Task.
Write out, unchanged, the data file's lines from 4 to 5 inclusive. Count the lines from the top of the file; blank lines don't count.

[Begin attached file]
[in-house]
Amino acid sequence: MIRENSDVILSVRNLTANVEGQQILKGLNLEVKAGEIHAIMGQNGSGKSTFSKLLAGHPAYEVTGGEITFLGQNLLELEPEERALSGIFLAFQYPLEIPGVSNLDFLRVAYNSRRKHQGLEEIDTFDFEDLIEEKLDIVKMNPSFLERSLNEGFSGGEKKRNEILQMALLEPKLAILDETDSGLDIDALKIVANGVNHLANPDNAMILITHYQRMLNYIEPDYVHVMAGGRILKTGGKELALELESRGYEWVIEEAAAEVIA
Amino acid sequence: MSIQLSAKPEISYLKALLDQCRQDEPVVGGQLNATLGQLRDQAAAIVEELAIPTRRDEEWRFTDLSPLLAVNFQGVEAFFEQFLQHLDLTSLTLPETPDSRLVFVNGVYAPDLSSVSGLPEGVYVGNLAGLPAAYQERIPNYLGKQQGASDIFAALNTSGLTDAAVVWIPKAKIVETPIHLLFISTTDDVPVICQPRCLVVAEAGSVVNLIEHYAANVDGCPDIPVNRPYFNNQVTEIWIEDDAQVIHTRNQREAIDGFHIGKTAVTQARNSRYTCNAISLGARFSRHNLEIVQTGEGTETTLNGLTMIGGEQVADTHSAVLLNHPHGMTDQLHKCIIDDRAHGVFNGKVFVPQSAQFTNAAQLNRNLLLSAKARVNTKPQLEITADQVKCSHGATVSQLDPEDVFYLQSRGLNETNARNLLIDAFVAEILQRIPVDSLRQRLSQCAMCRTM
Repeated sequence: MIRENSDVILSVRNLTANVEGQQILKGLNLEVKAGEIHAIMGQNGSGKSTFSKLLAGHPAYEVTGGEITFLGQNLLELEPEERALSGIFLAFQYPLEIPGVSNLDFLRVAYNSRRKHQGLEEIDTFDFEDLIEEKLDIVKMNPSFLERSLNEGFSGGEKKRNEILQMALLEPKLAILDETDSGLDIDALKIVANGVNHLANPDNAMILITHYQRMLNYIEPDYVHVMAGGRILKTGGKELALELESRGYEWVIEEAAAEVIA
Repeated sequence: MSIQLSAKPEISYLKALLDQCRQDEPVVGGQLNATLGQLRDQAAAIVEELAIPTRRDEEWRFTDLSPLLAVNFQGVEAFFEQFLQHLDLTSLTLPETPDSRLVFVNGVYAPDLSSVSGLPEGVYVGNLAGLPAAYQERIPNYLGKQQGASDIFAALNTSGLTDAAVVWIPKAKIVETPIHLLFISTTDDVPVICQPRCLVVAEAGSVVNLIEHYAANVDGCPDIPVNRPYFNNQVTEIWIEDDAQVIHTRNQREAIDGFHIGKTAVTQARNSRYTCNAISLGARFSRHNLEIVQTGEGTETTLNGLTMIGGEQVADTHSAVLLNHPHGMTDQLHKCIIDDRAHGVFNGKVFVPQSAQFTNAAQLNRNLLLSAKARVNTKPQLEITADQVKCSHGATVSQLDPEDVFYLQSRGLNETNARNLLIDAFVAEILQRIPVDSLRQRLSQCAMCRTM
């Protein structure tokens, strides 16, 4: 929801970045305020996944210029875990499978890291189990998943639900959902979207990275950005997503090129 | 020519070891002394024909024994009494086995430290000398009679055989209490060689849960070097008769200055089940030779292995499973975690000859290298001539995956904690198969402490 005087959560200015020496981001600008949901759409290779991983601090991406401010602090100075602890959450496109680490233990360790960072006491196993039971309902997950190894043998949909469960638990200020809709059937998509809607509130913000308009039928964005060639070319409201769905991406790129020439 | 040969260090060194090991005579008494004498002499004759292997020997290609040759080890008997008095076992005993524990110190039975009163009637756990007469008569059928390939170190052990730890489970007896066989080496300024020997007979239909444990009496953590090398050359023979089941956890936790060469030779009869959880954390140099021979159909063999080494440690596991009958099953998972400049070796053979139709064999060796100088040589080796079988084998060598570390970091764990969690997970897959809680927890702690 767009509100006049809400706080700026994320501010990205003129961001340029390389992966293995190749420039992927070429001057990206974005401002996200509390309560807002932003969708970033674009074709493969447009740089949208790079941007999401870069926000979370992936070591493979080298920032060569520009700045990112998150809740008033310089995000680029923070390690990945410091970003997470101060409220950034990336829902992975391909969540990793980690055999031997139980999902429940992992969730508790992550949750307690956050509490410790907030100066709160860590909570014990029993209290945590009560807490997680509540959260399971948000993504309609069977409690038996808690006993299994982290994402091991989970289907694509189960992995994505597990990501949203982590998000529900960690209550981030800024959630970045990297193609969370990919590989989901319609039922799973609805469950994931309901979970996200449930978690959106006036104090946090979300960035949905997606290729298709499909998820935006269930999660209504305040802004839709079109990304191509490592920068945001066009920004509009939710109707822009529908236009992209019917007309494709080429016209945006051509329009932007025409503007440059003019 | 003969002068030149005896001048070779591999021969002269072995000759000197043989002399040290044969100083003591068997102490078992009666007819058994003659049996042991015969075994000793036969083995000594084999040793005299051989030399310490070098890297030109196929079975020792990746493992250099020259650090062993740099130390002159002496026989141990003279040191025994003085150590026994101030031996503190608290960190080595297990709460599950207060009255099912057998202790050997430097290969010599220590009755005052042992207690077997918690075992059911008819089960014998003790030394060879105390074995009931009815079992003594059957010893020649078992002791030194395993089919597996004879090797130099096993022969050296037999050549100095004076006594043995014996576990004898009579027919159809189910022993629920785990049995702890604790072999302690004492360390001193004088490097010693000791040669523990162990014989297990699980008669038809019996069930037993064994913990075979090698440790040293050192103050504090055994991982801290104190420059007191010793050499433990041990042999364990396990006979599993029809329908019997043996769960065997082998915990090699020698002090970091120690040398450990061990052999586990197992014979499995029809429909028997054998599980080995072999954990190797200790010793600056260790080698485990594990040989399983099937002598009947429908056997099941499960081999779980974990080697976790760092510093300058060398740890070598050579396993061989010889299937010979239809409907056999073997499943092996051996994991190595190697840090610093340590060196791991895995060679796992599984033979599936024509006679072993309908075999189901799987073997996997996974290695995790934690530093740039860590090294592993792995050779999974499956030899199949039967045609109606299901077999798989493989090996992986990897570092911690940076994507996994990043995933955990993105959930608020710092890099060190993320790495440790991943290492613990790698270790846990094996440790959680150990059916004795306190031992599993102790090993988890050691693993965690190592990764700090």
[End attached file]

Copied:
Repeated sequence: MIRENSDVILSVRNLTANVEGQQILKGLNLEVKAGEIHAIMGQNGSGKSTFSKLLAGHPAYEVTGGEITFLGQNLLELEPEERALSGIFLAFQYPLEIPGVSNLDFLRVAYNSRRKHQGLEEIDTFDFEDLIEEKLDIVKMNPSFLERSLNEGFSGGEKKRNEILQMALLEPKLAILDETDSGLDIDALKIVANGVNHLANPDNAMILITHYQRMLNYIEPDYVHVMAGGRILKTGGKELALELESRGYEWVIEEAAAEVIA
Repeated sequence: MSIQLSAKPEISYLKALLDQCRQDEPVVGGQLNATLGQLRDQAAAIVEELAIPTRRDEEWRFTDLSPLLAVNFQGVEAFFEQFLQHLDLTSLTLPETPDSRLVFVNGVYAPDLSSVSGLPEGVYVGNLAGLPAAYQERIPNYLGKQQGASDIFAALNTSGLTDAAVVWIPKAKIVETPIHLLFISTTDDVPVICQPRCLVVAEAGSVVNLIEHYAANVDGCPDIPVNRPYFNNQVTEIWIEDDAQVIHTRNQREAIDGFHIGKTAVTQARNSRYTCNAISLGARFSRHNLEIVQTGEGTETTLNGLTMIGGEQVADTHSAVLLNHPHGMTDQLHKCIIDDRAHGVFNGKVFVPQSAQFTNAAQLNRNLLLSAKARVNTKPQLEITADQVKCSHGATVSQLDPEDVFYLQSRGLNETNARNLLIDAFVAEILQRIPVDSLRQRLSQCAMCRTM